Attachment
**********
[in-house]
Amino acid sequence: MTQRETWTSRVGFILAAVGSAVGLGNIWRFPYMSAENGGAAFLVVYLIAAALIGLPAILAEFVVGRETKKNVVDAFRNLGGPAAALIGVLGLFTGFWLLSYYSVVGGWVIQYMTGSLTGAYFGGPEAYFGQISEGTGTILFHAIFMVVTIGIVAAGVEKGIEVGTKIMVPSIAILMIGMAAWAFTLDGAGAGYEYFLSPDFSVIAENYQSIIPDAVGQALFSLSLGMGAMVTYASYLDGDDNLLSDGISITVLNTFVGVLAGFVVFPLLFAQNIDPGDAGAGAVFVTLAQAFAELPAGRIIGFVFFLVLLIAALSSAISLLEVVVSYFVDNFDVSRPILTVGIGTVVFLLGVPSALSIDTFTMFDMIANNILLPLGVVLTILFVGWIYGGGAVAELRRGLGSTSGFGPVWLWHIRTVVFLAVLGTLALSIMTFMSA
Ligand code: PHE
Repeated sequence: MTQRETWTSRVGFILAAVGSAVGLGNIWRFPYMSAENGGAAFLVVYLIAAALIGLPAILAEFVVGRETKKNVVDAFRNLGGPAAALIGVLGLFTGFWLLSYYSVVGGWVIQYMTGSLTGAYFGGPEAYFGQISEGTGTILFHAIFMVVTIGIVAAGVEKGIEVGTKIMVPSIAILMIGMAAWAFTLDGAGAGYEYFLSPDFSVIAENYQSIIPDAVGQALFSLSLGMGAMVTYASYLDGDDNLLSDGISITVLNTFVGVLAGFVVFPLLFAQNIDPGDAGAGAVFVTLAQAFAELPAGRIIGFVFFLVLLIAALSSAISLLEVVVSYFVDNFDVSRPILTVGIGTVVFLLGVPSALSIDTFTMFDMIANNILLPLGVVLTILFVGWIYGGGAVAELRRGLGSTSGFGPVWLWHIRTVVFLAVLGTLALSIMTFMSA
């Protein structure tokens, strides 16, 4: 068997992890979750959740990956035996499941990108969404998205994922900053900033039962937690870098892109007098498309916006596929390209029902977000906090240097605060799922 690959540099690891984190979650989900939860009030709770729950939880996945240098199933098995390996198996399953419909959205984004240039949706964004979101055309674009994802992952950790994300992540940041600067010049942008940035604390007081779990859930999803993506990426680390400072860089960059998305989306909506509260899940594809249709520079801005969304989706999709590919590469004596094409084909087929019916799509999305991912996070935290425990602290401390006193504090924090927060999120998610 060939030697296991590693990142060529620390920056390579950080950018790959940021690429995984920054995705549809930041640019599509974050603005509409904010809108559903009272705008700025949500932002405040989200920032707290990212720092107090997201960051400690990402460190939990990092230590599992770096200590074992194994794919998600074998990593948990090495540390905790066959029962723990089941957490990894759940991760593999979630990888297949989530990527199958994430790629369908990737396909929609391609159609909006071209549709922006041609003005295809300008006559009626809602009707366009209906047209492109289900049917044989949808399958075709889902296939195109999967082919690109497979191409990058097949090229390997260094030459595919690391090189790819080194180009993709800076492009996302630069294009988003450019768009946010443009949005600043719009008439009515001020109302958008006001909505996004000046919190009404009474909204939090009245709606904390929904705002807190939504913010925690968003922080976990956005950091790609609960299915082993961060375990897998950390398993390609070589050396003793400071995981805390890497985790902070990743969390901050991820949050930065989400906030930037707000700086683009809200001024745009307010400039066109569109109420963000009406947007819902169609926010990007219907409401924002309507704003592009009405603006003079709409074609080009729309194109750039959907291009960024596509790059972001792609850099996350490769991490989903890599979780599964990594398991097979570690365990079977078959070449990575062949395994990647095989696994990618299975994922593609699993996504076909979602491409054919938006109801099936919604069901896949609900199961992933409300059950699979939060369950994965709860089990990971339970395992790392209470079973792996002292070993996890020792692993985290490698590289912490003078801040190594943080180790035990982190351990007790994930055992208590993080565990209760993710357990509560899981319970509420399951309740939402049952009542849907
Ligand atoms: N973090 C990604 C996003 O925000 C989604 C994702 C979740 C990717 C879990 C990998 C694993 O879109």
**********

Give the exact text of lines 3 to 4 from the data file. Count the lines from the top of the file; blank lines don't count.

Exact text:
Ligand code: PHE
Repeated sequence: MTQRETWTSRVGFILAAVGSAVGLGNIWRFPYMSAENGGAAFLVVYLIAAALIGLPAILAEFVVGRETKKNVVDAFRNLGGPAAALIGVLGLFTGFWLLSYYSVVGGWVIQYMTGSLTGAYFGGPEAYFGQISEGTGTILFHAIFMVVTIGIVAAGVEKGIEVGTKIMVPSIAILMIGMAAWAFTLDGAGAGYEYFLSPDFSVIAENYQSIIPDAVGQALFSLSLGMGAMVTYASYLDGDDNLLSDGISITVLNTFVGVLAGFVVFPLLFAQNIDPGDAGAGAVFVTLAQAFAELPAGRIIGFVFFLVLLIAALSSAISLLEVVVSYFVDNFDVSRPILTVGIGTVVFLLGVPSALSIDTFTMFDMIANNILLPLGVVLTILFVGWIYGGGAVAELRRGLGSTSGFGPVWLWHIRTVVFLAVLGTLALSIMTFMSA